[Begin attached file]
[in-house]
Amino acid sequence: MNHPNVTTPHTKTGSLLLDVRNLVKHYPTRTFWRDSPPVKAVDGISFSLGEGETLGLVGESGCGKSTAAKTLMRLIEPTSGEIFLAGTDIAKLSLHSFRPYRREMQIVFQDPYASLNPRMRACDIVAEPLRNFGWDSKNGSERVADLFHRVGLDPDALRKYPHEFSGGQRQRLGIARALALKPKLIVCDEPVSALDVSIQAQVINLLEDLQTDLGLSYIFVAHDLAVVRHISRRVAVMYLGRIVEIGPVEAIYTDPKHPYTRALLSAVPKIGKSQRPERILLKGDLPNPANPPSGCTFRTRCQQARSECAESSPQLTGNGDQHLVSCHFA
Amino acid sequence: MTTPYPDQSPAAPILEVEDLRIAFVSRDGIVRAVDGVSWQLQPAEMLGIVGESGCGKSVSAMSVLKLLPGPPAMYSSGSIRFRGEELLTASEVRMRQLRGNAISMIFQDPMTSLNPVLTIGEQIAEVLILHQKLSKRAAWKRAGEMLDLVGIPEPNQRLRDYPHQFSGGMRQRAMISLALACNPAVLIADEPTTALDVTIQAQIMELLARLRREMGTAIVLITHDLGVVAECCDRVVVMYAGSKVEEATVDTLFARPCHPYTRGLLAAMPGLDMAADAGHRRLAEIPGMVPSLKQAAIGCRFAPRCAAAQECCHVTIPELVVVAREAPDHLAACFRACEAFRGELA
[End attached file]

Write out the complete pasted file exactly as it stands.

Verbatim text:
[in-house]
Amino acid sequence: MNHPNVTTPHTKTGSLLLDVRNLVKHYPTRTFWRDSPPVKAVDGISFSLGEGETLGLVGESGCGKSTAAKTLMRLIEPTSGEIFLAGTDIAKLSLHSFRPYRREMQIVFQDPYASLNPRMRACDIVAEPLRNFGWDSKNGSERVADLFHRVGLDPDALRKYPHEFSGGQRQRLGIARALALKPKLIVCDEPVSALDVSIQAQVINLLEDLQTDLGLSYIFVAHDLAVVRHISRRVAVMYLGRIVEIGPVEAIYTDPKHPYTRALLSAVPKIGKSQRPERILLKGDLPNPANPPSGCTFRTRCQQARSECAESSPQLTGNGDQHLVSCHFA
Amino acid sequence: MTTPYPDQSPAAPILEVEDLRIAFVSRDGIVRAVDGVSWQLQPAEMLGIVGESGCGKSVSAMSVLKLLPGPPAMYSSGSIRFRGEELLTASEVRMRQLRGNAISMIFQDPMTSLNPVLTIGEQIAEVLILHQKLSKRAAWKRAGEMLDLVGIPEPNQRLRDYPHQFSGGMRQRAMISLALACNPAVLIADEPTTALDVTIQAQIMELLARLRREMGTAIVLITHDLGVVAECCDRVVVMYAGSKVEEATVDTLFARPCHPYTRGLLAAMPGLDMAADAGHRRLAEIPGMVPSLKQAAIGCRFAPRCAAAQECCHVTIPELVVVAREAPDHLAACFRACEAFRGELA